Capturing Time.

Most of the time, it feels like we are just caught in the chaos of everyday. Two creatives that married young, trying to make ends’ meet, working underpaid jobs against a mountain of school debt. Before I got married, I had romantic visions of us, starving artists, living in a cheap one bedroom, scrimping by while we worked on our dreams. The vision was right, accurate, but it has rarely felt as romantic as I imagined. I’ve learned that its typical, this early struggle, but it’s easy to get sucked into the madness and feel like we’re straight up failing.

Matt, are we f*ckups?” like that scene in Away We Go.


And we’ve weathered storms we couldn’t have predicted, ones that wrecked us beyond the “typical” chaos of newlywed, twenty-something life. Marriages close to us that went up in flames. The death of my mother. Job crises. Reminders that we could do everything right, and it would still be hard. Reminders that life is fleeting, and we need to slow down. Reminders that marriage can be the storm, or the safe place.

We went away this weekend. To a place above the rain and storms and chaos of busy life at home, a place far more simple and vast and quiet than here seems right now. Everything downstate was drenched in rain and clouds, but our days in northern Wisconsin dawned bright and crisp, the sun hot and the northerly wind cool. We took a canoe down the Wisconsin river together. We hiked through Nicolet National Forest. We made fires to keep warm and roasted marshmallows, engulfing them in flames, blowing them out, peeling back the blackened sugar to savor the hot, soft center. We buried ourselves beneath blankets in the tent at night and listened to a wolf howl at the moon.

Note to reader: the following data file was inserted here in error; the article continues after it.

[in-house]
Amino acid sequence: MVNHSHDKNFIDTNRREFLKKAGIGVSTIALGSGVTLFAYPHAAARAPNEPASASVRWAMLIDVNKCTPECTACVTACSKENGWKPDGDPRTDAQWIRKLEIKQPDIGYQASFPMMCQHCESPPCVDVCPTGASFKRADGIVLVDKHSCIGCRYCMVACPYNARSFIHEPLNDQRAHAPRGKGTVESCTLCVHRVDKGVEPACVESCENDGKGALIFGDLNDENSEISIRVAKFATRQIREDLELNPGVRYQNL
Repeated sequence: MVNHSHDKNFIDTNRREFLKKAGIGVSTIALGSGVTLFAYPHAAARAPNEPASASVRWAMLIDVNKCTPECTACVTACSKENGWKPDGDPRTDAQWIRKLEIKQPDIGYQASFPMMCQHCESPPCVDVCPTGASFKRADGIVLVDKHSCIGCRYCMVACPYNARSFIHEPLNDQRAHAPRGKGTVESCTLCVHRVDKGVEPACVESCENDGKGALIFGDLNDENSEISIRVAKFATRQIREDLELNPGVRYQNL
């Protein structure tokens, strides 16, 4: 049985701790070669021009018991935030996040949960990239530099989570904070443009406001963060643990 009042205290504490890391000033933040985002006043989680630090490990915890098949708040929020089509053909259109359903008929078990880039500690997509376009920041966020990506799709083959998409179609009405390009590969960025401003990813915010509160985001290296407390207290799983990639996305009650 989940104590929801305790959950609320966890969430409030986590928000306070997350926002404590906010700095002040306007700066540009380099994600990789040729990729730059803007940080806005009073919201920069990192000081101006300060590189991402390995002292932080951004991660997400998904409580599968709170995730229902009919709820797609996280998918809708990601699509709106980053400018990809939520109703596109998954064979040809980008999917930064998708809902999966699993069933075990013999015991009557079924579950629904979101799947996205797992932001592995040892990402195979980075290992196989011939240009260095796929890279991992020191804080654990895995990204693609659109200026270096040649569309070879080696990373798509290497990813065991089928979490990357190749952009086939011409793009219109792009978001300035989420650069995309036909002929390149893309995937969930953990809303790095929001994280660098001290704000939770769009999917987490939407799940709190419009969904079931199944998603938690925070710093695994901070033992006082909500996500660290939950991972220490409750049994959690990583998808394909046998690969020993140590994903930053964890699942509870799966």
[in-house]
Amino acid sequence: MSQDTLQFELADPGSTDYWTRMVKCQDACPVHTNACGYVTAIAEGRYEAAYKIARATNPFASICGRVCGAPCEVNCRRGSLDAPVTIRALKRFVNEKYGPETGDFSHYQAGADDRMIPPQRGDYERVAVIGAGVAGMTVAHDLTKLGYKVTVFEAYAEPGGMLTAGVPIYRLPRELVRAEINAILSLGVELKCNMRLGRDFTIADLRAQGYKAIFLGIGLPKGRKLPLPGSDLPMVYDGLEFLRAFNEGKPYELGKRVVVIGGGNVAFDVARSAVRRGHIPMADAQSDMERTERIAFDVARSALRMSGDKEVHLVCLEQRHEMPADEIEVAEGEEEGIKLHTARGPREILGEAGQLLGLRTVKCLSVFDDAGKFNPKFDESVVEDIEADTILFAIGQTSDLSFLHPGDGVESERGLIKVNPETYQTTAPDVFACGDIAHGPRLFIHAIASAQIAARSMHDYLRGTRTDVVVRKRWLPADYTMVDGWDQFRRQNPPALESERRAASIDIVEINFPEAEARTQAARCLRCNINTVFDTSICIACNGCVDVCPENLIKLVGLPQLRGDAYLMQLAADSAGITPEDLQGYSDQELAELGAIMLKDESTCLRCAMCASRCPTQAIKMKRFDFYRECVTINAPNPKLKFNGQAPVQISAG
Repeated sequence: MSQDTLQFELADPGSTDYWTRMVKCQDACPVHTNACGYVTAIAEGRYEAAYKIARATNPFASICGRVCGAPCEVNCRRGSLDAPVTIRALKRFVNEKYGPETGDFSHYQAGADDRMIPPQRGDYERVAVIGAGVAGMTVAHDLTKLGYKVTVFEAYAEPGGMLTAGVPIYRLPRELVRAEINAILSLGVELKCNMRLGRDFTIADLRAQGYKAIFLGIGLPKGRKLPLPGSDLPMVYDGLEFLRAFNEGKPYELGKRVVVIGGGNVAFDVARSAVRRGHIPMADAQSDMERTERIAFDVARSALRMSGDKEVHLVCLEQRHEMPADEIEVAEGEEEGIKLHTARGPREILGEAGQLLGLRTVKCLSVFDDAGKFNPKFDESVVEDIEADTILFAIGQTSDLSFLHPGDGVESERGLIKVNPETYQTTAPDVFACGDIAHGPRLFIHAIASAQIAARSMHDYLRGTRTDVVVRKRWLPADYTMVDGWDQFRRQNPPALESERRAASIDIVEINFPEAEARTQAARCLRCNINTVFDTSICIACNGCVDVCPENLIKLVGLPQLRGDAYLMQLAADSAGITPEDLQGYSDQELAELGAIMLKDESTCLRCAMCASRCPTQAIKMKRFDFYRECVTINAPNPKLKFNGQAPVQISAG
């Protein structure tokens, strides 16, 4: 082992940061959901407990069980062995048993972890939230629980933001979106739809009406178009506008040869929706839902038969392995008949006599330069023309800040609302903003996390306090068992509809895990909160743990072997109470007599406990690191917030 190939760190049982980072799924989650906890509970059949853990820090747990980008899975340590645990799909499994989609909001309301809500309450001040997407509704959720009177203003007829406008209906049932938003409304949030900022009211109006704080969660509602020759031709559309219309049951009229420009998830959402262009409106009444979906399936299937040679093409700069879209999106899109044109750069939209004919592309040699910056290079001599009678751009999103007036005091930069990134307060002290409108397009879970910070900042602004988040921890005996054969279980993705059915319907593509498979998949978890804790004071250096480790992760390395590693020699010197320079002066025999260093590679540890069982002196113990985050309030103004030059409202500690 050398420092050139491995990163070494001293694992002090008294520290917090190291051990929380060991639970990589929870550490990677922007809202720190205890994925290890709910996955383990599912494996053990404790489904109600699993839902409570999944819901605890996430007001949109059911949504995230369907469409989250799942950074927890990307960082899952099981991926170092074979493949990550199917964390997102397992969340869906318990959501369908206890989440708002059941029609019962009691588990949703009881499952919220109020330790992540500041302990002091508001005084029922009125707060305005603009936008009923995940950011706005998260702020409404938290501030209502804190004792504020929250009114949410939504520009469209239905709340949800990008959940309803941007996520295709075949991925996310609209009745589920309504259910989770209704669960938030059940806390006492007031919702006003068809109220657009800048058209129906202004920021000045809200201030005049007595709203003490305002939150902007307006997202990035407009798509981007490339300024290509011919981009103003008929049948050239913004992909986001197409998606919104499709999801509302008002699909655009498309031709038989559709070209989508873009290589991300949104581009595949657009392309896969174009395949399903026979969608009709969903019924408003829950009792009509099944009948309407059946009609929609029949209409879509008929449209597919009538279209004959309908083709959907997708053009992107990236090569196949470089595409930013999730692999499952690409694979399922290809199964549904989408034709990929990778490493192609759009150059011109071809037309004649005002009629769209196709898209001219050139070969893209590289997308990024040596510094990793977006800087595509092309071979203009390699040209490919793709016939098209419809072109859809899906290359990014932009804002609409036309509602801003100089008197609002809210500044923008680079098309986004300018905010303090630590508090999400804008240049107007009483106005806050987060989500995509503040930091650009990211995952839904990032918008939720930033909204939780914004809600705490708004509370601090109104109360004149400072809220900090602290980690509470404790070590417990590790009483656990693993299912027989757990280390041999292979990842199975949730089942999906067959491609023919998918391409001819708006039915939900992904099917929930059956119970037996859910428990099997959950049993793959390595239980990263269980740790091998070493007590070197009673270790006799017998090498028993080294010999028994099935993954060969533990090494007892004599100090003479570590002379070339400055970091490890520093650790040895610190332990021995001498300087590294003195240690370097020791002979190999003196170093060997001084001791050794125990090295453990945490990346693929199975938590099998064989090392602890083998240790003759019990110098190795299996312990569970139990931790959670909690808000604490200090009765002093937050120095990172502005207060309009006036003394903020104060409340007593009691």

“Whatcha doin’ babe?” I say from behind the camera.

“Settin’ up camp in our new tent,” he says cheerfully. We play along together.

“And where are we and why are we here?!”

“It’s Memorial Day Weekend 2013, and we’re gettin’ outta town in Eagle River, Wisconsin, baby!”

Maybe I hope we won’t be forgotten. Maybe I hope we won’t forget ourselves. This is your husband, 28 years old, look how young he was. Remember that trip, and the eagle we saw on the shoulder of the road?

Our children will find this someday and say, look how much they loved each other. Look at who they were before we knew them.

I am trying to capture time.

On our hike he stopped to take a photo, knees bent, arms poised to hold the camera still. For a moment that world was still. When he was finished he turned and stood straight. We looked down the path together. And just then, a coyote, not twenty feet ahead, sprang through the trees, straight past us, its reddish tail disappearing into the green. I gasped and grabbed his hand, my heart racing. He smiled and gripped it tight. We kept walking.